Nintendo Wii outsells Sony PS3 5-fold in Japan

TOKYO Wed Jun 6, 2007 7:42am EDT

Nintendo President Satoru Iwata speaks at an earnings news conference in front of a screen showing the company's Wii game console in Tokyo in this April 27, 2007 file photo. Nintendo Co.'s Wii game console outsold Sony Corp.'s PlayStation 3 by more than five to one in Japan last month, Japanese game magazine publisher Enterbrain said, casting a shadow over a turnaround in Sony's game business. REUTERS/Michael Caronna

Nintendo President Satoru Iwata speaks at an earnings news conference in front of a screen showing the company's Wii game console in Tokyo in this April 27, 2007 file photo. Nintendo Co.'s Wii game console outsold Sony Corp.'s PlayStation 3 by more than five to one in Japan last month, Japanese game magazine publisher Enterbrain said, casting a shadow over a turnaround in Sony's game business.

Credit: Reuters/Michael Caronna

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TOKYO (Reuters) - Sony Corp. took another blow with Nintendo Co.'s Wii game console outselling its PlayStation 3 by more than five to one in Japan last month, raising doubts over Sony's nascent earnings recovery.

Sony's game division posted an operating loss of 232 billion yen ($1.91 billion) in the year ended March 31 due to hefty start-up costs of the PS3, dragging down Sony's overall profitability.

There are investor concerns that a turnaround in its electronics division, led by robust sales of Bravia-brand flat TVs, could be offset by continued losses at the game unit.

In the latest step in its electronics operations, Sony said on Wednesday it would spend 60 billion yen over the next three years to boost its capacity to make image sensor chips, which are used in cellphones and digital cameras -- Sony's cash cow.

Sony sold 45,321 units of the PS3 in May, compared with 251,794 units of the Wii. In April, the ratio was four to one in favor of the Wii, according to Japanese game magazine publisher Enterbrain.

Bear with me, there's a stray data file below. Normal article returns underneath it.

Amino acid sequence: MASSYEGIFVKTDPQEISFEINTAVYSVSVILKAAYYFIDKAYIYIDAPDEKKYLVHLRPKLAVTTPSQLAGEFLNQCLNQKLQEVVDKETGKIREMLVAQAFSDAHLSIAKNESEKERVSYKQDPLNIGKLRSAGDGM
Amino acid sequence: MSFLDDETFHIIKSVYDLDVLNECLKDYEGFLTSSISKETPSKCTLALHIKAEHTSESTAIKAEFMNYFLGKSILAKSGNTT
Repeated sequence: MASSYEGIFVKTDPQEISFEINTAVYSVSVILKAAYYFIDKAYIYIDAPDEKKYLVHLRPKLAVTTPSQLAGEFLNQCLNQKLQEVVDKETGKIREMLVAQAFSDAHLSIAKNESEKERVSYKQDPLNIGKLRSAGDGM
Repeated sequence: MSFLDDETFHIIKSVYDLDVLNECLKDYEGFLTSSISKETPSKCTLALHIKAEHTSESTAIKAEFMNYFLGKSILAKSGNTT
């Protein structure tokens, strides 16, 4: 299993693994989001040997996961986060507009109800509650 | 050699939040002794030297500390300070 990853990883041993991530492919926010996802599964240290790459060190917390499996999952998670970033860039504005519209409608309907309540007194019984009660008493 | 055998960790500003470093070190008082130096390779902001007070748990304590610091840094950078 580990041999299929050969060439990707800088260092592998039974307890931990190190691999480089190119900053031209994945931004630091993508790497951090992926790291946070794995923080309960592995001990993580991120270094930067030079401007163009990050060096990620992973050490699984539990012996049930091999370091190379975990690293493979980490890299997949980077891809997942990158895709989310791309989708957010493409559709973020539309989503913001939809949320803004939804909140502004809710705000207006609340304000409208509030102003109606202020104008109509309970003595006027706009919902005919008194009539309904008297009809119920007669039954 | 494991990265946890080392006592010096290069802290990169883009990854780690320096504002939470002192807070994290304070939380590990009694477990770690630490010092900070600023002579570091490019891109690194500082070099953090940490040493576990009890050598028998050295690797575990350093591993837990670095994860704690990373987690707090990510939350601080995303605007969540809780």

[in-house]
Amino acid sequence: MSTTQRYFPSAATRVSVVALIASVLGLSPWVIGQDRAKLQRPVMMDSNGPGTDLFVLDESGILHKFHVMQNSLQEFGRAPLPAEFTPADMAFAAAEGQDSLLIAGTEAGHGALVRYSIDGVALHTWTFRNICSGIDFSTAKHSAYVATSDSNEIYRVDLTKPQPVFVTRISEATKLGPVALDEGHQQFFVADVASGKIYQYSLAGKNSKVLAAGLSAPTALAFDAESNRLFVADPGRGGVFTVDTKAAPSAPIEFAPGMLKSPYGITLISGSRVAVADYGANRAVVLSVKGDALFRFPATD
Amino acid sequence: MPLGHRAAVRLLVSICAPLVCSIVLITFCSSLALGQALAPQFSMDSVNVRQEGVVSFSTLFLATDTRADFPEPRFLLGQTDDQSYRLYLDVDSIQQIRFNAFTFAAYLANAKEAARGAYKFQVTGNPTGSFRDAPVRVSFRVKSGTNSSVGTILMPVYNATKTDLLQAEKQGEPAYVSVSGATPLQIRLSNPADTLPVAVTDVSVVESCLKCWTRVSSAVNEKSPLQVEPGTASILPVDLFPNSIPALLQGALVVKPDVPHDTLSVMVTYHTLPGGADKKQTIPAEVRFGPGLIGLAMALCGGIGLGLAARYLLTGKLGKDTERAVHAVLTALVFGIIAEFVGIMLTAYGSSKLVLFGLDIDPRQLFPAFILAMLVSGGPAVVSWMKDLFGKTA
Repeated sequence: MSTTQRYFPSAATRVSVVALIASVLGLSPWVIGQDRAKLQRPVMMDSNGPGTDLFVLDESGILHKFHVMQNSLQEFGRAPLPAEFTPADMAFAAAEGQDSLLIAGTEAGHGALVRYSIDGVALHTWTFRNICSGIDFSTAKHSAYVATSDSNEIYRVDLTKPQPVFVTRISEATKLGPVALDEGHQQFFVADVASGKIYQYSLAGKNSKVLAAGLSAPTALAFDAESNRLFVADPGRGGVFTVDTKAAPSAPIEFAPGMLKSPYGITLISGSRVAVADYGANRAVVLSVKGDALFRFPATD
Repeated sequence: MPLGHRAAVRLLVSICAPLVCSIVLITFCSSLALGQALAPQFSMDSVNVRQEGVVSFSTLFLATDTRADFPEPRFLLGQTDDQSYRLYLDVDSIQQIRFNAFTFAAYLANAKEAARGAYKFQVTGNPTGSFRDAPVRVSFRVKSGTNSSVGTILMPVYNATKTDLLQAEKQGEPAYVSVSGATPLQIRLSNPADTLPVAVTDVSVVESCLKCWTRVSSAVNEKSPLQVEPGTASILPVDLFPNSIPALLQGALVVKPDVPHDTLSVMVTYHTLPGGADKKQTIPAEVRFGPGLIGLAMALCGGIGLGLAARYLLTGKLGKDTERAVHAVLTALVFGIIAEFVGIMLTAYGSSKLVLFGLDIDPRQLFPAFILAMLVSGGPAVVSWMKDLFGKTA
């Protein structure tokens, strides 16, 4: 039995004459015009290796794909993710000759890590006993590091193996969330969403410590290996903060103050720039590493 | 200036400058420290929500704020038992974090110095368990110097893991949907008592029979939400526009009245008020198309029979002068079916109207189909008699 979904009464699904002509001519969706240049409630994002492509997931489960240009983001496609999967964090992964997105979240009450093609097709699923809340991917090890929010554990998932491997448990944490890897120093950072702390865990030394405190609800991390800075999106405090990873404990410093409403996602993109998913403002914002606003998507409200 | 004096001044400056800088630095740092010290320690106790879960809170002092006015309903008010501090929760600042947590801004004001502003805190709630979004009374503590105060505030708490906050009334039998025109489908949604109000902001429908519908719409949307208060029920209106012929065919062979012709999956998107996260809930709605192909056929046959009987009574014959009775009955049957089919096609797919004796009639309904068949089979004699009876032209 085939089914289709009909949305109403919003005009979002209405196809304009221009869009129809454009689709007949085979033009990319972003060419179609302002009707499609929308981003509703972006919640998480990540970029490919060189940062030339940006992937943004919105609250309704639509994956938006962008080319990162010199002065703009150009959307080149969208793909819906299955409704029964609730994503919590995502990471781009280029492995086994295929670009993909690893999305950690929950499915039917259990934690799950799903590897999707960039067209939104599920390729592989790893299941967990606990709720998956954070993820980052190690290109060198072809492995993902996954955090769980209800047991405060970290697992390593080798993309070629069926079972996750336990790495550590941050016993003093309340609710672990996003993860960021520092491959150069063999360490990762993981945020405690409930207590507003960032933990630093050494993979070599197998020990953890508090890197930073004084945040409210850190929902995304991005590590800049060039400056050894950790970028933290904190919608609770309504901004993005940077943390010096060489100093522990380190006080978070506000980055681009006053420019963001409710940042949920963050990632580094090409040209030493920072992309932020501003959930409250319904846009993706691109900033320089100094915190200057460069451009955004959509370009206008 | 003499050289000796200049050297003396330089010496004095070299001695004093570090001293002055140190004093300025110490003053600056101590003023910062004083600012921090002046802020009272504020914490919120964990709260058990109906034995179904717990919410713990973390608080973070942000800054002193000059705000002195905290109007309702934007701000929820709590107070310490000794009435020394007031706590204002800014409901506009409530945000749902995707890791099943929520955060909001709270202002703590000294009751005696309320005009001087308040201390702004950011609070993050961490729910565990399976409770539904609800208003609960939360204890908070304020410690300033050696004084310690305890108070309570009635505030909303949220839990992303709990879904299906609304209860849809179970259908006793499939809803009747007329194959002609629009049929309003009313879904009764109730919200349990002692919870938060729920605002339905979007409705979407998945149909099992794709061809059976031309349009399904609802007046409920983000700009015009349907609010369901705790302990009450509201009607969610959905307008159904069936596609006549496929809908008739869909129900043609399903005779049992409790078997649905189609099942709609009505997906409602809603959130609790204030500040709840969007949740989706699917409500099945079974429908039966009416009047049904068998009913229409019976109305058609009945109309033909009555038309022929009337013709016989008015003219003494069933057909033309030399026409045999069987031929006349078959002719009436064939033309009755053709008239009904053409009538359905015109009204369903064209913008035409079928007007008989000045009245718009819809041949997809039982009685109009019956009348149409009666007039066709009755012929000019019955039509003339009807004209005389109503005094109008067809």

Nintendo, known for such game characters as Mario, Donkey Kong and Pokemon, launched the Wii in November. The device features a motion-sensitive controller that allows users to direct on-screen play by swinging it like a tennis racket or wielding it like a sword, opening a new avenue of game playing.

Rival Sony also started selling the PS3 late last year, but has seen slow demand so far due to its high price tag and limited availability of attractive software titles.

"If there were half a dozen good titles people wanted to play on the PS3, I'm sure it would actually be doing quite well," KBC Securities analyst Hiroshi Kamide said.

Sony ruled the $30 billion global game industry over the past decade with the original PlayStation and PlayStation 2.

"We are only less than a year into the new (console) cycle. It is wrong to say Nintendo has won and Sony has lost ... It's not game over, but it's not very encouraging."

Sony aims to ship 11 million units of the PS3 in the current business year to March 2008, up from 5.5 million a year earlier.

Hitting that target seems "rather difficult", Kamide said.

In the United States, the Wii was the top-selling new console for the fourth month in a row in April, with Nintendo selling 360,000 units, while Sony sold 82,000 units of the PS3 and Microsoft Corp. sold 174,000 Xbox 360 machines.

Analysts say Sony may also face an uphill battle in its planned expansion in its sensor chip operations.

With the planned 60 billion yen investment, Sony will boost its output capacity of CMOS censor chips, which are more power efficient than CCDs -- the other type of major sensor chips.

Since Sony is relatively new to the CMOS market, it will likely need to offer its products at aggressive prices to compete with established makers such as Micron Technology Inc. and Toshiba Corp., hurting its profitability, said Yoshihisa Toyosaki, president of research firm j-STAR Global Inc.

Nintendo shares closed up 0.5 percent at 42,800 yen, while Sony was up 0.4 percent at 6,870 yen.

Nintendo's stock nearly quadrupled over the past two years, initially driven by strong demand for its DS handheld players and then by popularity of the Wii, far outperforming Sony shares, which gained 75 percent.

(Additional reporting by Aiko Wakao)

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